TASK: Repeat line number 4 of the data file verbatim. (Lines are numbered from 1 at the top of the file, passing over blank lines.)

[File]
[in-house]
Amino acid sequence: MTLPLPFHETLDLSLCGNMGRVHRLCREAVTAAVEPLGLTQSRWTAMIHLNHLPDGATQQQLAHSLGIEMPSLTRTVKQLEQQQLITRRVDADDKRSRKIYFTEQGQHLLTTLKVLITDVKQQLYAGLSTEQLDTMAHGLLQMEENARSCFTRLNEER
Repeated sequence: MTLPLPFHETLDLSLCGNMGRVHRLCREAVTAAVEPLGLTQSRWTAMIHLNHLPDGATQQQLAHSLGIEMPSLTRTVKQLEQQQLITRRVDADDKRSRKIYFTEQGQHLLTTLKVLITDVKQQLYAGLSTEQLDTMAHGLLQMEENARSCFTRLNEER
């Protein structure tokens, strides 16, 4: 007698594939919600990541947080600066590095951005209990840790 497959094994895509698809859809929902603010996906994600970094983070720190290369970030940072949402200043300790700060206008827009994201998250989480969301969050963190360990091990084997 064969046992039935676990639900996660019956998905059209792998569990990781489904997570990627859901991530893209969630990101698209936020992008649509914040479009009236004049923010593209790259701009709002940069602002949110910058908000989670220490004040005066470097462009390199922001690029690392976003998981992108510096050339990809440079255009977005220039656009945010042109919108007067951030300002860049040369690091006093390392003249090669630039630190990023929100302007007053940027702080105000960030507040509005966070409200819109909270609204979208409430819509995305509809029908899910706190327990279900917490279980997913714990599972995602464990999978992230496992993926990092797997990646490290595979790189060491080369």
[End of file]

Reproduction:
């Protein structure tokens, strides 16, 4: 007698594939919600990541947080600066590095951005209990840790 497959094994895509698809859809929902603010996906994600970094983070720190290369970030940072949402200043300790700060206008827009994201998250989480969301969050963190360990091990084997 064969046992039935676990639900996660019956998905059209792998569990990781489904997570990627859901991530893209969630990101698209936020992008649509914040479009009236004049923010593209790259701009709002940069602002949110910058908000989670220490004040005066470097462009390199922001690029690392976003998981992108510096050339990809440079255009977005220039656009945010042109919108007067951030300002860049040369690091006093390392003249090669630039630190990023929100302007007053940027702080105000960030507040509005966070409200819109909270609204979208409430819509995305509809029908899910706190327990279900917490279980997913714990599972995602464990999978992230496992993926990092797997990646490290595979790189060491080369």